Warwick, C., Terras, M., Huntington, P., & Pappa, N. (2008). If you build it will they come? The LAIRAH study: quantifying the use of online resources in the arts and humanities through statistical analysis of user log data. Literary and Linguistic Computing, 23(1), 85–102.
This article sets out to look at how digital resources in the arts and humanities are accessed and used online. The purpose of this study is to help understand what happens to these resources once they are launched, their after-life, so to speak.
“Anecdotal evidence suggests that some projects become well-known but others have been relatively quickly forgotten. This must be regrettable since the non-use of a resource represents a waste not only of the considerable intellectual effort and time expended in its production, but potentially considerable amounts of funding.”
(Warwick et al. 2008, 85–86)
The authors used web metrics to carry out their study, choosing Deep Log Analysis as a method; a method that provides unfiltered log figures that outline how people access online resources, and how they behave once there. The research also used questionnaires that were posted on the websites that participated in the survey and used qualitative methods (a workshop) to watch how people used the resources and to gather their feedback about the experience.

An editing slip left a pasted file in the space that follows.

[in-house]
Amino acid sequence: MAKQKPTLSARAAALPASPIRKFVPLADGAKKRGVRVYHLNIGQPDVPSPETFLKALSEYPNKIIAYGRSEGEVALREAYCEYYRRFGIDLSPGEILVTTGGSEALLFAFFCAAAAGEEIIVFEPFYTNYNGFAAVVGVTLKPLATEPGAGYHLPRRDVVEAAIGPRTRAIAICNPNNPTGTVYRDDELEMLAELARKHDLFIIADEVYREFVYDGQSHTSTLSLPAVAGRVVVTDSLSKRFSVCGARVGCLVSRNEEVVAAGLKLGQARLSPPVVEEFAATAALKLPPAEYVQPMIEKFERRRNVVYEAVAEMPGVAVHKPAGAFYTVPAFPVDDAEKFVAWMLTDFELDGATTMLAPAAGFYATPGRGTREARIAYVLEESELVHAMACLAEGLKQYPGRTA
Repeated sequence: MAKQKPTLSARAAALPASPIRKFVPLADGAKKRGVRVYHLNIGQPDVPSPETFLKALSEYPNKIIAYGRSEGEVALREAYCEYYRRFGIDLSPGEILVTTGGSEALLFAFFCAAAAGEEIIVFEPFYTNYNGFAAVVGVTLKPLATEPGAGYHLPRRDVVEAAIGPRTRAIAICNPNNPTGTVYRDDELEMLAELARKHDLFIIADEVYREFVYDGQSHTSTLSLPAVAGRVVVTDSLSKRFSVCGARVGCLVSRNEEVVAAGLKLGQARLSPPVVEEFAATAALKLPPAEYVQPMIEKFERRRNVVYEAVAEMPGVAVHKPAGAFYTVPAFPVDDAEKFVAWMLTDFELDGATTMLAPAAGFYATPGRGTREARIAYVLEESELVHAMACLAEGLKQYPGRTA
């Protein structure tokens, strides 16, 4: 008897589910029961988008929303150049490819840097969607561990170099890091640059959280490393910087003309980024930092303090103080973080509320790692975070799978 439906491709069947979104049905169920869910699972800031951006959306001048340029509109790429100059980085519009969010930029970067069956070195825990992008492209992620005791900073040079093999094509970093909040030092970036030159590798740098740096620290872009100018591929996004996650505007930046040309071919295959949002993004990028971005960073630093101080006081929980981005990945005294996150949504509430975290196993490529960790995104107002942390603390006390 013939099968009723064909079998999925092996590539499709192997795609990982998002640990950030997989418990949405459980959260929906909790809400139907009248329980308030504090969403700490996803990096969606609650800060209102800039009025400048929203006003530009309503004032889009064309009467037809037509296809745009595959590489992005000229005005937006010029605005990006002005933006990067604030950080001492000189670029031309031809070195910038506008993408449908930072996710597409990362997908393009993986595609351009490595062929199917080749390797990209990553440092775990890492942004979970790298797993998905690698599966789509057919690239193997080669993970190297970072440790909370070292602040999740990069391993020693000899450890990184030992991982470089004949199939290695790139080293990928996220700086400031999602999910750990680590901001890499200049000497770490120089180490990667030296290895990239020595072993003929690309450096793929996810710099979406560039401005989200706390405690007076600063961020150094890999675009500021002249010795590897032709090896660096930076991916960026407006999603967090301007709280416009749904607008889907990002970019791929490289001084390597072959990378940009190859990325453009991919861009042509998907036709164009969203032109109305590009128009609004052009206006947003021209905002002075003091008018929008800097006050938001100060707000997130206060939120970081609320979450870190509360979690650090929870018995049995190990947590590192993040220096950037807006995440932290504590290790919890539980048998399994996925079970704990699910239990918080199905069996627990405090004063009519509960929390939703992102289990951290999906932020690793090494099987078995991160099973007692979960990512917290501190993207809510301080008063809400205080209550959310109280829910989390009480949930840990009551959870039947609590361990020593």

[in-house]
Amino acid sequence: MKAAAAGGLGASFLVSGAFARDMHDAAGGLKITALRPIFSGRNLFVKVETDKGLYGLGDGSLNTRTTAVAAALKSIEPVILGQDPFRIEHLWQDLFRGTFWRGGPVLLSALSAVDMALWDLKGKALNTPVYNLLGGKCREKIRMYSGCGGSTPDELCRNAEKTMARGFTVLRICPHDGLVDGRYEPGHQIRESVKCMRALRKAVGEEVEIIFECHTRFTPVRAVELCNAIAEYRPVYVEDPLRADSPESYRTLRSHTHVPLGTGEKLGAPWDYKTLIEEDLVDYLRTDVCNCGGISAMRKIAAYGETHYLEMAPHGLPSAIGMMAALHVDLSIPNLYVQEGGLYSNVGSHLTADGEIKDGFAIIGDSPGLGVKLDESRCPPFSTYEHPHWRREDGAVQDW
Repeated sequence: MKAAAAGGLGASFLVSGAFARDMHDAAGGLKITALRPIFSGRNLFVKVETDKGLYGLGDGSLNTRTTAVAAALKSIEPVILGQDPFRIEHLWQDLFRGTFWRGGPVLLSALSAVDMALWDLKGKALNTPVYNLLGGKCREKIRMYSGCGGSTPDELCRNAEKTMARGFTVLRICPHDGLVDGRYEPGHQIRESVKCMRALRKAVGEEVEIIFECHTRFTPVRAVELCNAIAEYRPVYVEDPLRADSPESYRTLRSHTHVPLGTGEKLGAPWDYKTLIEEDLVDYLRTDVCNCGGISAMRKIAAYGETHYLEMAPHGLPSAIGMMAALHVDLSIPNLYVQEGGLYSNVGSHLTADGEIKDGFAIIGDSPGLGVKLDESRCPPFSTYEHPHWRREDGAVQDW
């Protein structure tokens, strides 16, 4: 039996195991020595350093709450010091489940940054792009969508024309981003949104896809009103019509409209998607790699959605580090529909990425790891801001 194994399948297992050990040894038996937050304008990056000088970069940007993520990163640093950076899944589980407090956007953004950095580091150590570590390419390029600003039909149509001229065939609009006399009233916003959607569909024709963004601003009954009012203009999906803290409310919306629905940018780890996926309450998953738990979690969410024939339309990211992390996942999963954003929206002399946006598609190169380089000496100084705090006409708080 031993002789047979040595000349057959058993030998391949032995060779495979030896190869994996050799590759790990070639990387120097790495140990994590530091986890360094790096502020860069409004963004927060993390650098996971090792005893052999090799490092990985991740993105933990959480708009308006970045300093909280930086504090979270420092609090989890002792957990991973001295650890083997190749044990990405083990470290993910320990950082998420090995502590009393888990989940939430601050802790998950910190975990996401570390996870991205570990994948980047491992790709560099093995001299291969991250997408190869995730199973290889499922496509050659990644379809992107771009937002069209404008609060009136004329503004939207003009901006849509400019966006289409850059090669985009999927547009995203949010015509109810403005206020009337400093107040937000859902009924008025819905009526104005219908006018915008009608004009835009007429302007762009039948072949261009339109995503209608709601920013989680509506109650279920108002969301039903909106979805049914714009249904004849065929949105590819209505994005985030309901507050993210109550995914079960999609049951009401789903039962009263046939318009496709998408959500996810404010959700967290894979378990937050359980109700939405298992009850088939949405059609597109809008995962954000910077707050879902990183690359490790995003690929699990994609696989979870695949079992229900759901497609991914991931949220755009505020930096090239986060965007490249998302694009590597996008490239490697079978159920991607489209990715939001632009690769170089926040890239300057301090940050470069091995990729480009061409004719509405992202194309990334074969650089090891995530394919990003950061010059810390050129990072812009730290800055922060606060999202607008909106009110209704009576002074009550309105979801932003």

Some of the problems with the study:
- Gathering log information from different servers was time consuming
- It was also difficult, and there was limited technical help available in some resources, which made it impossible for them to gather the results.
- Some data was personalised, they needed to negotiate to get the data and they needed to figure out ways of anonymizing it.
- How you name your resource is important (simple and clear – not poetic and obscure)
- How you describe your resource is important
- Expectations are high “If an interface compares badly to the kind of professional front end that scholars are accustomed to from commercial products, this immediately creates an adverse impression on potential users.” (Warwick et al. 2008, 99)
- Users are not very positive about resources where the material/archives is incomplete
- Things that make it hard for people to use resources do deter use (this includes signing up for a user account)
- Interfaces that allow you to manipulate the material are welcome
Despite the fact that small groups of scholars and community groups are creating resources that people judge in comparison to slicker, well-funded commercial websites, the participants at the workshops were concerned that smaller resources should not be seen as inferior to those with better funding and a larger community of users (Warwick et al. 2008, 96).